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VINE VOICEon 16 April 2012
I was lucky enough to get this while it was the Kindle deal of the day, but even at its normal price it is a bargain: all five of the HHG books in one e-book. Despite having all the books on paper I couldn't resist it.

Somehow it seems only right to be reading the books on a device that that is more like the now-legendary guide itself than a paperback is. It makes me wonder why somebody isn't selling a Kindle case with DON'T PANIC on the cover.

The only drawback is that the books have somelittle extras at the end, like some original press releases or first drafts of stories. These are rendered quite small on the Kindle screen and really might as well not be there. Apart from that, this edition works very well in electronic format.
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on 23 September 2009
This is probably only the third time I have read this modern classic, but somehow I still know the plot of the first book by heart. There are all the usual things to say of Adams' work. It's insightful, thought provoking, worryingly realistic and amazingly witty.

The characters are very simple, and yet in H2G2 this seems incredibly natural, where in any other book it would probably be boring and childlike. Some places don't rub well, Zaphod and Ford are possibly a little too similar, and Trillian is distressigly under-used as the only female character.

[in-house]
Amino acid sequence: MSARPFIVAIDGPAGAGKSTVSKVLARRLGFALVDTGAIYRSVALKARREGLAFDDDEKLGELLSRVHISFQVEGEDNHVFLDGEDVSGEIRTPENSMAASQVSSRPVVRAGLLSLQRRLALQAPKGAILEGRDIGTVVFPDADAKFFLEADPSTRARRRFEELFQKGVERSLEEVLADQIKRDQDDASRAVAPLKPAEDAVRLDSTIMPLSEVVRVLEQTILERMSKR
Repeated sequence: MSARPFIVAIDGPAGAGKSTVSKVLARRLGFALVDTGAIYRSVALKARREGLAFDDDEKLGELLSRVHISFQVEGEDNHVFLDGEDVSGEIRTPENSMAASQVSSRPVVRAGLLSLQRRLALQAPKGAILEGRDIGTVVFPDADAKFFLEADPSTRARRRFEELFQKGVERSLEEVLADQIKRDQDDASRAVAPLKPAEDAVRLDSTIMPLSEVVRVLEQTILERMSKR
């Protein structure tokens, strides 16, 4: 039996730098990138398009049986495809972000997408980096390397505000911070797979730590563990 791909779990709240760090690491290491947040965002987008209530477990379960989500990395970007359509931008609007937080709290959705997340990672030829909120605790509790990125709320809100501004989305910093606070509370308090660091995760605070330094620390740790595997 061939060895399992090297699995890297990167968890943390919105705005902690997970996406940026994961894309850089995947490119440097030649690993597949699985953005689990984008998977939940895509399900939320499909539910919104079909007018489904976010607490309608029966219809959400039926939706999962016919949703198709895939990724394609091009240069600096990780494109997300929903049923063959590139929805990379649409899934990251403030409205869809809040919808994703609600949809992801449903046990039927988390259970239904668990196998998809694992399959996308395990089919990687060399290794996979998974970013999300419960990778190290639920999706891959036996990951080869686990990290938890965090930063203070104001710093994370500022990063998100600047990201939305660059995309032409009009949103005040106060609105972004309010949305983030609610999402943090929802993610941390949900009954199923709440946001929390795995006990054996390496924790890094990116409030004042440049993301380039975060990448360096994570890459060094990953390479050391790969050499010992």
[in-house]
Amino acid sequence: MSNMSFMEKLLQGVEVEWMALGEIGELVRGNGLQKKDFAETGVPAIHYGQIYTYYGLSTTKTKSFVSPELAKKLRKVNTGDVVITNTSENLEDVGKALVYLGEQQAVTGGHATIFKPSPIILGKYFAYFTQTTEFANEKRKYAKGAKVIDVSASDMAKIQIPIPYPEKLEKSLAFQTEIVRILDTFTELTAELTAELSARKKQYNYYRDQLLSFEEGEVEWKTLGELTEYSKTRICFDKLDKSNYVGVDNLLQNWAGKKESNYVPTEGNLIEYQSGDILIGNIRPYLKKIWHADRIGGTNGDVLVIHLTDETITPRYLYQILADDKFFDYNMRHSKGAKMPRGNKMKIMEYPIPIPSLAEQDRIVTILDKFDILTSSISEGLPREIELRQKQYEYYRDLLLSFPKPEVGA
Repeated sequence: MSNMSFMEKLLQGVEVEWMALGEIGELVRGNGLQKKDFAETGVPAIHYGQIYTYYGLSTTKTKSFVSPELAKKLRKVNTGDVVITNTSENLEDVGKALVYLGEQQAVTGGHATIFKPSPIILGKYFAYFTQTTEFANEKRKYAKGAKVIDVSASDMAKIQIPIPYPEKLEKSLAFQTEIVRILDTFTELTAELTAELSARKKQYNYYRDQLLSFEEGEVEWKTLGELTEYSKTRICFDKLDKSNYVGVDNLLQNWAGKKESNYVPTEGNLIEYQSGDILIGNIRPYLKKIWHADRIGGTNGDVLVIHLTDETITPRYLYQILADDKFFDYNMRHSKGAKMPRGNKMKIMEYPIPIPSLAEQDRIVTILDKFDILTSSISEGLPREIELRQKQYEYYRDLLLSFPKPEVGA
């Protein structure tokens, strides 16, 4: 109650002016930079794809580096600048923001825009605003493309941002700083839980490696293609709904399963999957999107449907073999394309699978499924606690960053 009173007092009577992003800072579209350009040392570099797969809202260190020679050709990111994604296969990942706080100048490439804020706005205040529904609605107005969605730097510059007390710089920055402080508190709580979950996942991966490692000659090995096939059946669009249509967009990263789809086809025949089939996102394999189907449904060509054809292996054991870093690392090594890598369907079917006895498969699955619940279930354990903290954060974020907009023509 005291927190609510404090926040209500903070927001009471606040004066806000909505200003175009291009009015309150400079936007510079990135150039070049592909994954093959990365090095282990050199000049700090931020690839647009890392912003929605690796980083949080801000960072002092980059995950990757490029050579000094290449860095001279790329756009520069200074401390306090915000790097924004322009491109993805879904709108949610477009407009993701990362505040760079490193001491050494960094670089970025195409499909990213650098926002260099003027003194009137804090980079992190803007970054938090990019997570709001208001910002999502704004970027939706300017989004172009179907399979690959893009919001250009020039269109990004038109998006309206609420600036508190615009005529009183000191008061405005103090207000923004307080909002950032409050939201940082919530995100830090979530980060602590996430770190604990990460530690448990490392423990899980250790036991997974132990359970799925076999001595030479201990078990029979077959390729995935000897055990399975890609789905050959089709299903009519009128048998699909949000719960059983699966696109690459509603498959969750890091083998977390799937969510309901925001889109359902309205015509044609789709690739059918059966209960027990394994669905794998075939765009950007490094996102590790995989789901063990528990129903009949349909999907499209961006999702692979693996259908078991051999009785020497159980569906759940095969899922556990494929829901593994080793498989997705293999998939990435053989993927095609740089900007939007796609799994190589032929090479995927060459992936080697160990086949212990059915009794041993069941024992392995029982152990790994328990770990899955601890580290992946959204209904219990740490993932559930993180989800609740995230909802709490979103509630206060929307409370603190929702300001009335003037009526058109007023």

Adams' style doesn't tend to include a great deal of description of locations, which is almost a relief after all the Wheel of Time epics I've been reading recently, and I like to think this is a side-effect of the story's origins in radio. The radio experience has also rubbed off really well on the dialogue, which I can hear the characters speaking in my head. This lends a great deal to the comedy, especially the interplay between Eddie the computer, the talking doors, and of course Marvin.

My two criticisms are related. Firstly that there seems to be something missing from the plot - thinking back over the plot I keep feeling there's something I must have missed to pad out the middle. The second is that the ending is incredibly abrupt and resolves absolutely nothing - although I suppose that could be part of the beauty.

Overall I've enjoyed reading it again and am looking forward to going back over the whole series in preparation for the release of book 6 next month.